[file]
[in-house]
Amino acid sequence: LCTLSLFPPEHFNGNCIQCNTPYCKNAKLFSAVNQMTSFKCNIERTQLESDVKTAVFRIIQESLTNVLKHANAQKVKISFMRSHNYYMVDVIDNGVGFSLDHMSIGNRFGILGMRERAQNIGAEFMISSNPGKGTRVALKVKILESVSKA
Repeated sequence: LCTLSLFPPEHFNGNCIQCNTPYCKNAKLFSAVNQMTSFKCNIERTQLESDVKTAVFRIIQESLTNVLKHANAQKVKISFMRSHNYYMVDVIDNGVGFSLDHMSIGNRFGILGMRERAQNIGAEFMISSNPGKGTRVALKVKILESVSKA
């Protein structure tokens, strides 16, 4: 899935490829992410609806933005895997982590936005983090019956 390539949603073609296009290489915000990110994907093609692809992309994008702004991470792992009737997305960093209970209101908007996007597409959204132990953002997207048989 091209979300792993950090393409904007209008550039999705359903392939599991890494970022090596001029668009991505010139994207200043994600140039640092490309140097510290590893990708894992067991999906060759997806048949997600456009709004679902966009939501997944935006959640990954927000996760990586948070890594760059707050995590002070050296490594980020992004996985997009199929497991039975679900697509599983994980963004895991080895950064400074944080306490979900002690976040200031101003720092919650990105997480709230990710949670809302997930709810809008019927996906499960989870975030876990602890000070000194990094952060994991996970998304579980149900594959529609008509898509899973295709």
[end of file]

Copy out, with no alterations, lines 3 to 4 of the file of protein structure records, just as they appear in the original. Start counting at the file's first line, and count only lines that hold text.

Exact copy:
Repeated sequence: LCTLSLFPPEHFNGNCIQCNTPYCKNAKLFSAVNQMTSFKCNIERTQLESDVKTAVFRIIQESLTNVLKHANAQKVKISFMRSHNYYMVDVIDNGVGFSLDHMSIGNRFGILGMRERAQNIGAEFMISSNPGKGTRVALKVKILESVSKA
């Protein structure tokens, strides 16, 4: 899935490829992410609806933005895997982590936005983090019956 390539949603073609296009290489915000990110994907093609692809992309994008702004991470792992009737997305960093209970209101908007996007597409959204132990953002997207048989 091209979300792993950090393409904007209008550039999705359903392939599991890494970022090596001029668009991505010139994207200043994600140039640092490309140097510290590893990708894992067991999906060759997806048949997600456009709004679902966009939501997944935006959640990954927000996760990586948070890594760059707050995590002070050296490594980020992004996985997009199929497991039975679900697509599983994980963004895991080895950064400074944080306490979900002690976040200031101003720092919650990105997480709230990710949670809302997930709810809008019927996906499960989870975030876990602890000070000194990094952060994991996970998304579980149900594959529609008509898509899973295709």